23 May 2009

Movie Review: Obsessed


D

Obsessed
2009, 108mins, PG-13
Director: Steve Shill
Writer: David Loughery
Cast includes: Idris Elba, Beyonce Knowles, Ali Larter, Jerry O’Connell, Bonnie Perlman, Scout Taylor-Compton
Release Date: 24th April 2009

Those seeking vapid and calorie free entertainment should make a point of seeing “Obsessed”, a tacky and unoriginal thriller, featuring people who could do better. Idris Elba an actor of considerable talent and screen presence is wasted in a ridiculously generic role, whilst Ali Larter and Beyonce Knowles flounce ineffectively around him in a film that scores as neither sexy nor entertaining. For TV director Steve Shill it’s an unimpressive leap to feature film, granted the script he’s saddled with is just the genre driven into onerous nothingness, but his attempt to conjure up excitement or convincing relationships behind the camera isn’t much better. As with another film featuring Elba from last year “Prom Night”, the PG-13 rating that “Obsessed” has garnered does it more harm than good. After all when has an erotic thriller ever been done well on family friendly terms, if Paul Verhoeven was to see this he’d probably feel all his work from the 1990’s had been an epic waste.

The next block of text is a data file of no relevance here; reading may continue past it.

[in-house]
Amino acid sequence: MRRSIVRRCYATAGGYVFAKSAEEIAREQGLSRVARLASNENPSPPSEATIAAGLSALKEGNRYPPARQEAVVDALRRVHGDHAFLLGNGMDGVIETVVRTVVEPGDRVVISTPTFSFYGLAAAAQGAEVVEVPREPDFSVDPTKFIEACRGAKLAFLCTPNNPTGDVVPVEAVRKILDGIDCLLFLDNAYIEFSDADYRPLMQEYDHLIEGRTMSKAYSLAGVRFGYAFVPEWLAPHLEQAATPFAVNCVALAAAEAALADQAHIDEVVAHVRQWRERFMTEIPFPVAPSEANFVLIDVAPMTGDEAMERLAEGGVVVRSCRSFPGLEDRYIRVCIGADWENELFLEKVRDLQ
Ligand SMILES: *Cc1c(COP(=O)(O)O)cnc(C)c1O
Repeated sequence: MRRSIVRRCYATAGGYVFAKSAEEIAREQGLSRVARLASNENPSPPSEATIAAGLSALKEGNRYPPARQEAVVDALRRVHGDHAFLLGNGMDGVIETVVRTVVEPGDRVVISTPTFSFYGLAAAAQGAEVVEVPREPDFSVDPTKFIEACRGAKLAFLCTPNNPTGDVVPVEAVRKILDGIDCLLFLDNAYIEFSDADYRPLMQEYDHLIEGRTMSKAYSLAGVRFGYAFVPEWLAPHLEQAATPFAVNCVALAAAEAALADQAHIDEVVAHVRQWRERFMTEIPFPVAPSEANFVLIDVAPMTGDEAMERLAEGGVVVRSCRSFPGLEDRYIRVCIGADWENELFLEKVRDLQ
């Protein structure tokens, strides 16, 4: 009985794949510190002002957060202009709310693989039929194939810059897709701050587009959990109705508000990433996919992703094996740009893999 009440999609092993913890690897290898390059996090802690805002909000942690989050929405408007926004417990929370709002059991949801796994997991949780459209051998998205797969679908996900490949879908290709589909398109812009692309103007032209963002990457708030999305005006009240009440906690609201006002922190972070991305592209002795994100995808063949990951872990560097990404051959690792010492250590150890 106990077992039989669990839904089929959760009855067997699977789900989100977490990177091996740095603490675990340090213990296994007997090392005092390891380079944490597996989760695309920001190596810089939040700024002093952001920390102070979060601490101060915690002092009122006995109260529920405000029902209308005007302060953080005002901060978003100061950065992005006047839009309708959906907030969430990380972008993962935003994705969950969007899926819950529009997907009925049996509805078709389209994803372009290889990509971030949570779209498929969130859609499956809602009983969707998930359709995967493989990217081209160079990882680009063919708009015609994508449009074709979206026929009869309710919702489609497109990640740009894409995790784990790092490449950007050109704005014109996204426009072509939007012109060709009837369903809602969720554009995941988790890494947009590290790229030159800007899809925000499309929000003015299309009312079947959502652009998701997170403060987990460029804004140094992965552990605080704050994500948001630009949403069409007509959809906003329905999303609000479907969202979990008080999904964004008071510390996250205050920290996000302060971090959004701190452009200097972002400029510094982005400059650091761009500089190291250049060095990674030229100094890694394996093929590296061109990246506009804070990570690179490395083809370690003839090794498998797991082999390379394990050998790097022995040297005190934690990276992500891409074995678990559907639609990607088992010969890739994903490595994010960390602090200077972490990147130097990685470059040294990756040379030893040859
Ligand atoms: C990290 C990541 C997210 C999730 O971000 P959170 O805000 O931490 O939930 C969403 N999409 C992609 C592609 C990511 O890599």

Derek (Idris Elba) is living the American dream, a loving wife, a gorgeous son, a good job and a brand spanking new house, all making day to day life as sweet as it could be. One day arriving into the office he is greeted by new office temp Lisa (Ali Larter) a pretty and sprightly girl who instantly takes a liking to Derek, much to wife Sharon’s (Beyonce Knowles) dislike. However whilst Sharon’s insecurities initially seem premature, things take a turn for the worst when Lisa puts the moves on Derek at the Christmas party, and despite his persistent refute of her advances takes to stalking him. Derek begins to not only fear for the state of his marriage and office integrity, but as Lisa’s actions become stranger and more direct, the very safety of his family and home.

I’m a fan of Elba as an actor, his TV work is phenomenal and whilst he tends to become embroiled in big screen dogs, he at least manages to be the best thing about them. “Obsessed” doesn’t break the trend, it’s just another picture that Elba should have had the sense to leave be, the character written for him a bumbling one dimensional cliché, with Jerry O’Connell as a best friend. Nothing about that cocktail could have attracted him to the role, so we have to presume it’s a cash thing or he didn’t oppose the idea of getting groped by Ali Larter or Beyonce. Either way, “Obsessed” is just another in a line of efforts openly bashing his artistic credibility. As for the aforementioned actresses both are capable of better, Beyonce is usually no better than average but on this occasion her inconsistent performance is below the norm whilst Larter is happy to just take the femme fatale cliché and put a little extra insane into the mix. None of the actors are provided with a suitably in depth character but I detected little effort in their attempts to formulate the personalities into believable and engaging entities, the screenplay between Elba and Knowles particularly toxic.